Council considers curbside compost program

© 2017-Brookings Register

BROOKINGS – The Brookings City Council heard an initial report this week on the possibility of starting a curbside composting program here. No action was taken by the council.

The next step, Mayor Keith Corbett said, is for the subcommittee to discuss regulations with the state Department of Environment and Natural Resources and report back to the council.

“Compost is organic material that can be added to soil to help plants grow,” according to the United States Environmental Protection Agency website. “Food scraps and yard waste currently make up 20 to 30 percent of what we throw away, and should be composted instead. Making compost keeps these materials out of landfills where they take up space and release methane, a potent greenhouse gas.”

Speaking to the council during the Tuesday meeting were Todd Langland and Bob McGrath, both members of the subcommittee that was made up of the Sustainability Council Urban Ag Committee and city staff. Also on the subcommittee were Norma Nusz Chandler, Betty Beer, Jennifer McLaughlin, Holly Tilton Byrne and Shari Thornes. Langland is director of Solid Waste for the city, and McGrath is the retired director of Solid Waste.

Corbett pointed out what they were about to hear was just a report and the council could take action later if they wanted to move forward.

Councilor Patty Bacon said the topic was very exciting to her, but she said for the city to make serious decisions, they need to hear how much it will cost to make these concepts a reality.

It’s difficult to put dollar amounts to the ideas because of a lack of regulations, said Councilor Tilton Byrne.

But the city doesn’t have to take action for people to start composting on their own with compost tumblers, Tilton Byrne added.

“The council can encourage residents to do it in backyards until we do start curbside pick-up,” she said.

Tilton Byrne said composting could have even more impact if the city would work with institutions like restaurants that serve mass quantities of food and have them start composting.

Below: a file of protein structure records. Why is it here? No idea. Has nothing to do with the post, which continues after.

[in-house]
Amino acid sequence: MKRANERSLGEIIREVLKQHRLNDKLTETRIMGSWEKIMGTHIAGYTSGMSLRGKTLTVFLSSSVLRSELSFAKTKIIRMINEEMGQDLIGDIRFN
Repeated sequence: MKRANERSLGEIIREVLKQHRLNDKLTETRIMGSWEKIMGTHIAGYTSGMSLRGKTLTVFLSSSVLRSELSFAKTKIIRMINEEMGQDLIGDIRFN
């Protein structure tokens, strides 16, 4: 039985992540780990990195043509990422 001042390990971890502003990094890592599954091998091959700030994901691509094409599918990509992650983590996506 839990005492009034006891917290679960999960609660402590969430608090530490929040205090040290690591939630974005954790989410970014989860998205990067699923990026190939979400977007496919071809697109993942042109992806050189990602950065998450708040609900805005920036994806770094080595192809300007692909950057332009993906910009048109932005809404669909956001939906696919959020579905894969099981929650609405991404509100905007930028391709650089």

Bacon said even if the council does decide it’s cost prohibitive for the city to start a composting program, the city should offer some incentive for people to do it on their own.

“I have a tumbler in my backyard ... we compost everything,” she said, adding it costs about $100 to $150 per tumbler, depending on the style. “It’s very easy, but people have to learn how to use it.”

Councilor Mary Kidwiler asked if residents will need another bin for their compost and how it would all work.

McGrath said it depends on the food being composted: fruits and vegetables can be added to the yard waste bag; dairy and meat need another container for mechanical pick-up.

Kidwiler asked if it would be logical to have a central collection in a neighborhood so people wouldn’t have to have something in their garage.

The problem is that a neighborhood drop-off site tends to collect stuff it wasn’t meant to, and there’s a bigger problem controlling odor and rodents, McGrath said.

“Lot of drawbacks to it,” he added.

Councilor Dan Hansen asked about material recovery facilities and if one could be built here to service a larger area beyond Brookings County so the cost doesn’t all fall on Brookings residents.

There is a possibility, Langland said, adding there’s lots of interest in Sioux Falls, some interest in Mitchell and maybe in Aberdeen. The more landfills involved, the more the cost could be spread out, he added.

If the city goes forward with it, the best thing is to pick it up at the homes, Langland said.

“The key to this whole thing, the unknown, is the regulations and guidelines,” Langland said. “Are we gonna focus strictly on food wastes or go further into it?”

He said it was hard to put a dollar amount on the cost of a facility, but Rapid City probably invested $2 to $3 million and can’t get rid of the end product, which ultimately goes into the landfill.

“This kind of contradicts what we’re talking about, but I like food waste in my landfill,” Langland said, adding it helps material decompose faster; when the landfill settles, it gives the crew more space, and “generates methane gas, which someday we’re hoping to tap into.”

 

Contact Jodelle Greiner at jgreiner@brookingsregister.com.

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